Vague ramblings

One reason why, two words that matter

Posted in Life, Personal, Personal stuff by Ian Cundell on 24 April, 2017

I don’t know who did it.

It is likely that she (or he) was younger than me, since Carr Saunders Hall was mainly full of undergrads and I was one of the small group of postgrads; it is probable that he (or she) was one of those who volunteered to staff the front desk out-of-hours; I suppose it is possible that it was one of my friends, but really they are the sort of people who if they have something to say about me, would pull me aside and say it to me. But I don’t know.

What “it” was, was this:

Smack in the middle of exam revision time, I wandered into Carr Saunders and the woman on the desk (a fellow student – I can still picture her: quite tall, short red hair, but for the life of me cannot recall her name. Maybe it was her.) said “Ian, Ed has said can you pop up and see him.”

Ed was Ed Kuska, former US Marine (or so the legend went) and Warden of Carr Saunders Hall. I can’t recall if I went straight up to the warden’s residence, but when I got there Ed sat me down and told me that somebody had reported concern for my welfare and, in particular, that I might be a suicide risk.

Now, you need to know that I was very aware of how eccentrically I acted at exam time. I was (and am) pathologically incapable of sitting and thinking. I need to pace. I preferred to revise in the bustle of the bar, rather than the silence of the library or solitude of my room. This restlessness drove a lot of wandering the corridors deep in thought, at all hours of the day and night, randomly stopping wherever I happened to be, to write something down or look something up. Reading that back it doesn’t seem anywhere near as bonkers as it looked in real life. Anybody from Kingston or Francis Bacon would have recognised it, but it hadn’t occurred to me that people at LSE had never seen me in exam mode.

I was not – and never have been – a suicide risk, at least in part because I have seen the devastating impact of suicide. I explained to Ed that it was usual exam behaviour for me and that I would be right back to normal after the last exam (or 13 hours sleep after the last exam, as it turned out). I was somewhere on a slightly wonky spectrum between embarrassed and amused.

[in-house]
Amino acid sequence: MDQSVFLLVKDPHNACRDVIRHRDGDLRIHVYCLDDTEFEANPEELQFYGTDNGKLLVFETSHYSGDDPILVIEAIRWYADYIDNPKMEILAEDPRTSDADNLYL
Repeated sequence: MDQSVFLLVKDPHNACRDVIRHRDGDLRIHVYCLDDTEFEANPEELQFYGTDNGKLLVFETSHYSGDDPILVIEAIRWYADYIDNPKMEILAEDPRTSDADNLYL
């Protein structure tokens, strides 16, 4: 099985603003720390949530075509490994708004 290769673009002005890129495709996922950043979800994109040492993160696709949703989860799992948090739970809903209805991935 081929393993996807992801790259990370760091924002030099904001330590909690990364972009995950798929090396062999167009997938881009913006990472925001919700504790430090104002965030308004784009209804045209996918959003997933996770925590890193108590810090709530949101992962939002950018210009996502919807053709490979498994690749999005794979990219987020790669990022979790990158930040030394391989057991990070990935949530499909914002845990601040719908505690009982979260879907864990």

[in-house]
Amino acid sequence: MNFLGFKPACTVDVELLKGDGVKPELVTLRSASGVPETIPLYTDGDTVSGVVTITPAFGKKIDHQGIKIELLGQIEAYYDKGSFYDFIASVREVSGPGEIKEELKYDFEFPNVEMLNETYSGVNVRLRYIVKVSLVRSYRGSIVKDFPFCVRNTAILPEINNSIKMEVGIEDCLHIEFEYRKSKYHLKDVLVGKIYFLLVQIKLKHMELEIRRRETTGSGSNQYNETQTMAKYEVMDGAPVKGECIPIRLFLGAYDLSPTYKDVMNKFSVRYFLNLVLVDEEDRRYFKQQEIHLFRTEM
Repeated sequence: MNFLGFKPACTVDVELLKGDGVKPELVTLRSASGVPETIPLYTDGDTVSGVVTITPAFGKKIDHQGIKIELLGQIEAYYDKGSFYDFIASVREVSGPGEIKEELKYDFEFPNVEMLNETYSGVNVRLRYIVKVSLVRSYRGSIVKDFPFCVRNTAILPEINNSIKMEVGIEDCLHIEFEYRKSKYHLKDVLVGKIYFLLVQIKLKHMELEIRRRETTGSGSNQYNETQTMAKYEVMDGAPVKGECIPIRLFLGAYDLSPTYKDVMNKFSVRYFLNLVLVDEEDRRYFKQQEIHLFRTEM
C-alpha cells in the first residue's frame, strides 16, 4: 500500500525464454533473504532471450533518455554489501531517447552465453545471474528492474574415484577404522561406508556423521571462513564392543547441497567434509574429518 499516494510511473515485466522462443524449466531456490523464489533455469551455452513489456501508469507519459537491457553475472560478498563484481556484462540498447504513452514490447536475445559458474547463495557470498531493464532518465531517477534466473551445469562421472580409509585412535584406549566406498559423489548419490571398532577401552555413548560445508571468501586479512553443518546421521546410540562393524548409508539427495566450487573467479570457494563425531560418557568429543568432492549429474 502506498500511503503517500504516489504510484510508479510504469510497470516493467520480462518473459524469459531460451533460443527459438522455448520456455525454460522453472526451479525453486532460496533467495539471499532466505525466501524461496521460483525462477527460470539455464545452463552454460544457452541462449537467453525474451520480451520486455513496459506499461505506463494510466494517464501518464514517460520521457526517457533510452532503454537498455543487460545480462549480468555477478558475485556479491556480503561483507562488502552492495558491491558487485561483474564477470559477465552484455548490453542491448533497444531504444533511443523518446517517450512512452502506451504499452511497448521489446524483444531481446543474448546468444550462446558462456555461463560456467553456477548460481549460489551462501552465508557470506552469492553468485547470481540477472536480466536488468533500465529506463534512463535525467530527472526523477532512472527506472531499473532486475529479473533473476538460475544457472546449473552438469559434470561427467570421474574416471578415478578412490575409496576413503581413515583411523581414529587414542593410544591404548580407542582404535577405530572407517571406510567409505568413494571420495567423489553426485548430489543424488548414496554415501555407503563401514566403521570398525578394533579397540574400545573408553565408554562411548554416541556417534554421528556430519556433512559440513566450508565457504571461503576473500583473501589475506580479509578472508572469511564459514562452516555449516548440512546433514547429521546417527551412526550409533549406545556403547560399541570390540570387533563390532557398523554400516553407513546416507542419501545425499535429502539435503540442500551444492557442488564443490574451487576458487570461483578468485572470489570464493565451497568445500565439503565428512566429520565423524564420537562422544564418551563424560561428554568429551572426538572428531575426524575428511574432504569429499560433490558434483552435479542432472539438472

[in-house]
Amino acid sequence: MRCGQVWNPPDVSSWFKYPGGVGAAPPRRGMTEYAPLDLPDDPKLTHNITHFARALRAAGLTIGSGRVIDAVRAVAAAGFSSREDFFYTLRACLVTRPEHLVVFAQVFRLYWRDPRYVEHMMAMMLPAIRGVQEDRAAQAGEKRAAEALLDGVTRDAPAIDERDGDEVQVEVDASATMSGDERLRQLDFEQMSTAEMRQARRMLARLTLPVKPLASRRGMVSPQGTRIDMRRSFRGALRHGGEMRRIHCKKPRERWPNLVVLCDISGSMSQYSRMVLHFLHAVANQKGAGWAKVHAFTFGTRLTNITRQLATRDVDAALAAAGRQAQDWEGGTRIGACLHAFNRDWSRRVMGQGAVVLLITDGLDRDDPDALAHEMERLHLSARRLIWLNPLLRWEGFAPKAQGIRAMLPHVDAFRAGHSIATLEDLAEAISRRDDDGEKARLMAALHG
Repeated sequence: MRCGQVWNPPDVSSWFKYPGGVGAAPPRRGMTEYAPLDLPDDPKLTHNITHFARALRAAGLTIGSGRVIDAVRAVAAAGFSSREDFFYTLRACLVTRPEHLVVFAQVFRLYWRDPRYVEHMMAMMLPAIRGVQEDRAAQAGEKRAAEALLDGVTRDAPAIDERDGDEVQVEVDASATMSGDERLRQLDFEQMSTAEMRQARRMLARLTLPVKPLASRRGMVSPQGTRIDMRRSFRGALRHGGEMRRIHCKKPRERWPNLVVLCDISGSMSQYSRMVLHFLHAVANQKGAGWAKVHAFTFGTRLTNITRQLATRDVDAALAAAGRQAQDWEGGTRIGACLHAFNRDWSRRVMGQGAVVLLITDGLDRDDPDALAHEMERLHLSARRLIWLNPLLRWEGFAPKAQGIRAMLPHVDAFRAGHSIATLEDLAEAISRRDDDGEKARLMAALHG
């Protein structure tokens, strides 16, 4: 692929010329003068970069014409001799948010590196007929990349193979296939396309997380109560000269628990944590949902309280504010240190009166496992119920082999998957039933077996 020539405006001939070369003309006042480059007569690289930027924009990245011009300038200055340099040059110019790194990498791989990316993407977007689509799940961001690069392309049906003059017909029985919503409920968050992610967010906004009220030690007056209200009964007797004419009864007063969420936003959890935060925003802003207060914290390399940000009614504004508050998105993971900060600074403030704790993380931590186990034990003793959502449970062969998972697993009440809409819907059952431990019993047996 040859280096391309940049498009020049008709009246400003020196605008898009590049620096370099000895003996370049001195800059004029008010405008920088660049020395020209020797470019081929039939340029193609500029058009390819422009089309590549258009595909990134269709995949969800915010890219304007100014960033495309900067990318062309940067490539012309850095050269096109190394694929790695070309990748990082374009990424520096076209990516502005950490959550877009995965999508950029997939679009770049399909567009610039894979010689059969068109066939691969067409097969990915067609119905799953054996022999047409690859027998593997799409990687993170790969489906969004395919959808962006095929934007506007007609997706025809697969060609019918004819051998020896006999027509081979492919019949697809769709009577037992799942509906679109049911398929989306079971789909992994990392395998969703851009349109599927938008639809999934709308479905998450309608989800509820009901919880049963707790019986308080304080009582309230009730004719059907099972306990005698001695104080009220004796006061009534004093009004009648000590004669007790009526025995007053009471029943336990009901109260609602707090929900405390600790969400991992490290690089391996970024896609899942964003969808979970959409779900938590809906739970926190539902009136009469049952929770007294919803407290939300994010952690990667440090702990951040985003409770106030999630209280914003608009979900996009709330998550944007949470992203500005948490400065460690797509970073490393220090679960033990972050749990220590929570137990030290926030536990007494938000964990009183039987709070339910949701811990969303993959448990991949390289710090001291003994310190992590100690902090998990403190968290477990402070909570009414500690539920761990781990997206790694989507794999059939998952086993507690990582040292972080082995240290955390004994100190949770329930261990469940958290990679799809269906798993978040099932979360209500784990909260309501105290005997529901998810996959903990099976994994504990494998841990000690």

In the vanishingly unlikely event that you stumble upon this tale and recognise yourself, these are my two words that matter:

I have thought about this occasionally over the years, especially when I was in chronic clinical depression and when I was finally being treated – it was a little spark in the gloom . And I’ve thought about it quite a bit over the past couple of weeks, having watched the Netflix series 13 Reasons Why.

This is an unflinching and harrowing tale of the events that led to Hannah Baker, a high school junior, taking her own life. Katherine Langford’s stellar performance in the lead made me cry for a fictional character for the first time in a very long time. I think anyone who cares about people should watch it – not just in school but in any cohort, be it college, the workplace, the armed forces. It is not easy viewing. It goes to the very darkest of dark, dark places. But I think it might be important, because it is the first time I’ve seen these issues taken on so directly, entirely without the cloak of metaphor.

I still am somewhere on the ’embarrassed-amused’ spectrum. But there is something that has muscled in as the three or so decades since have passed: I am grateful.

And this is my one reason why: That a nameless member of my cohort saw something alarming and took action to ensure it was dealt with, took action to protect me.

How fucking cool is that? And how likely is it that my mystery benefactor has, in those three decades, done much the same for other people in real distress and in urgent need of somebody to give a damn? Pretty much odds on, I’d say.

So, in the vanishingly unlikely event that you stumble upon this tale and recognise yourself, these are my two words that matter: thank you.

 


Advertisements

Mork calling Orson: report on a terrible disease

Posted in Life by Ian Cundell on 12 August, 2014

I wouldn’t ordinarily respond off the cuff to something as brutal as a suicide, but the instant I saw the news tonight, this scene from Mork & Mindy came into my head. It seems apt to cite it in full.